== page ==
Microsoft Office Open XML has failed to gain enough votes to become an ISO standard, according to the International Organisation for Standardisation.Microsoft failed to reach two specific milestones: it failed to gain a two thirds majority of positive votes from JTC1, while also failing to gain a quarter or less of negative votes from all of the national bodies.
Analysis of security, technology, and attempts to filter random noise
Tom is a technology reporter for ZDNet.com. He covers the security beat, writing about everything from hacking and cybercrime to threats and mitigation. He also focuses on open source and emerging technologies, all the while trying to cut through greenwash.
The British Standards Institute is today to give the result of its vote regarding whether the UK will approve fast track ISO certification for Microsoft's Office Open XML specification.The BSI is due to send me a press release within an hour: please watch ZDNet UK for news of the vote.
New Zealand is to pass a law to make spamming illegal, according to NZ news site TV3."Next month the Unsolicited Electronic Messages Act will take effect - meaning spammers in New Zealand can be prosecuted," said the article.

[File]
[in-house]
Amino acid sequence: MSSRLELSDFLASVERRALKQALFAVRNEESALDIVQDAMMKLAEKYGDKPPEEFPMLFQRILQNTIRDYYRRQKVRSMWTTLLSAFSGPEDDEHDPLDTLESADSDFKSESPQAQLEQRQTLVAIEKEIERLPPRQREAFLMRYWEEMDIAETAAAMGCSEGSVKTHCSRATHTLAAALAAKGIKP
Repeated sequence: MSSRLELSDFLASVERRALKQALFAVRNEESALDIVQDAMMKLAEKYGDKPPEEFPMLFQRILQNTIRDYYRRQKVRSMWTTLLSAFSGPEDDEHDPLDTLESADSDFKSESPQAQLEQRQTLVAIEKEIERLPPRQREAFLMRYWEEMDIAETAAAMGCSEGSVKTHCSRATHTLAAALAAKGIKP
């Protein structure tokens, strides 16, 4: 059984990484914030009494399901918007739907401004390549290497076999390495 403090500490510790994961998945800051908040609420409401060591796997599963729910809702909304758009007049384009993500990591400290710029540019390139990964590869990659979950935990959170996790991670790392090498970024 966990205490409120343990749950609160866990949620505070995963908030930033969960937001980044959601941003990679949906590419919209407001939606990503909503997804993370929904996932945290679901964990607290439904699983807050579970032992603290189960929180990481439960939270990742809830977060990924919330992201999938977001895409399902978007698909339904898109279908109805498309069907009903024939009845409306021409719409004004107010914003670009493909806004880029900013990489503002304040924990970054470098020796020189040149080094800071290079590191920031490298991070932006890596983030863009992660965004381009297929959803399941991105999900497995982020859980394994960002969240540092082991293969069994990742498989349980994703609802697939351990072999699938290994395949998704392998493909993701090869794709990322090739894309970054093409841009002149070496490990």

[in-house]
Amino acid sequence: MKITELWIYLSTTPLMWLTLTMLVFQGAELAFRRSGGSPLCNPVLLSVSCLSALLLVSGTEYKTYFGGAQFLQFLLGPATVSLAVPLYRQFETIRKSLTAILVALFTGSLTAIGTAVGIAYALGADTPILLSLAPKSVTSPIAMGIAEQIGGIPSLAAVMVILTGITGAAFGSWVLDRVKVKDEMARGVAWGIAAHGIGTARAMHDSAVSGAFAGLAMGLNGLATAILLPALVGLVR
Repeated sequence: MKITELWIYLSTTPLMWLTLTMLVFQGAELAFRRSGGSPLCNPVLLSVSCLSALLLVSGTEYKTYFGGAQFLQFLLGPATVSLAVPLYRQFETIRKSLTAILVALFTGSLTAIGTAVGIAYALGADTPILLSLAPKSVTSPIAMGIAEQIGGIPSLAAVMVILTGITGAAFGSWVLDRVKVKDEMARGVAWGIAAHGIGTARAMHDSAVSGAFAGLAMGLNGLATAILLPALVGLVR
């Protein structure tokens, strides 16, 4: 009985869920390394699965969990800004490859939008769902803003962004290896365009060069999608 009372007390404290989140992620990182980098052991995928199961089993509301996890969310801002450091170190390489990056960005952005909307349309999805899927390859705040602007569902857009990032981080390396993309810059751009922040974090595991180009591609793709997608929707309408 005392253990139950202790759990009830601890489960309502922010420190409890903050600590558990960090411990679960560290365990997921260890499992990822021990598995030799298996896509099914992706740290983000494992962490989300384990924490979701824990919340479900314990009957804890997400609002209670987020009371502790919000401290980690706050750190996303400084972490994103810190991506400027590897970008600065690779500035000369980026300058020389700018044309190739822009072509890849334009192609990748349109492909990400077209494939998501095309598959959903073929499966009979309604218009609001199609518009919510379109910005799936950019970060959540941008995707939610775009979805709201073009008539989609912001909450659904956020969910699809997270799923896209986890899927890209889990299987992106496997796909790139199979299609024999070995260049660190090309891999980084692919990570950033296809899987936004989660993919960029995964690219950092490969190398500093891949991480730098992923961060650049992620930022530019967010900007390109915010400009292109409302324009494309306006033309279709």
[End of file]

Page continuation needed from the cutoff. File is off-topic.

A Ukrainian man has been arrested outside a Turkish nightclub for allegedly trying to flog credit card details online, lifted from the victims of the TJX hack, reports the Associated Press.The man, Maksym Yastremskiy, was arrested weeks ago on suspicion of trafficking data.
Two Russian hackers have allegedly stolen over $500,000 from bank accounts in Turkey, according to Russian newswire Ria Novosti.The hackers, who came from the Russian city of Togliatti on the Volga:"purchased a dedicated server with remote access to a desktop hosted in a U.
The reduction of the number of data fields handed to US security services announced by the European Union was achieved by squeezing almost the same amount of data on to fewer lines, according to Out-Law.com.
The US will now keep European Union passenger name records (PNR) data for fifteen years -- far longer than the the three and a half years it kept it previously, reports Out-Law.com.
Apparently junior doctors are toting unencrypted confidential data around on USB sticks, according to an article in E-Health Insider.One of the sticks, which contained highly confidential patient data, was stolen at Nottingham University Hospitals Trust recently.
Music giant Sony BMG is to sue one of the companies involved in creating its digital rights management software for damages.According to an article on Out-Law.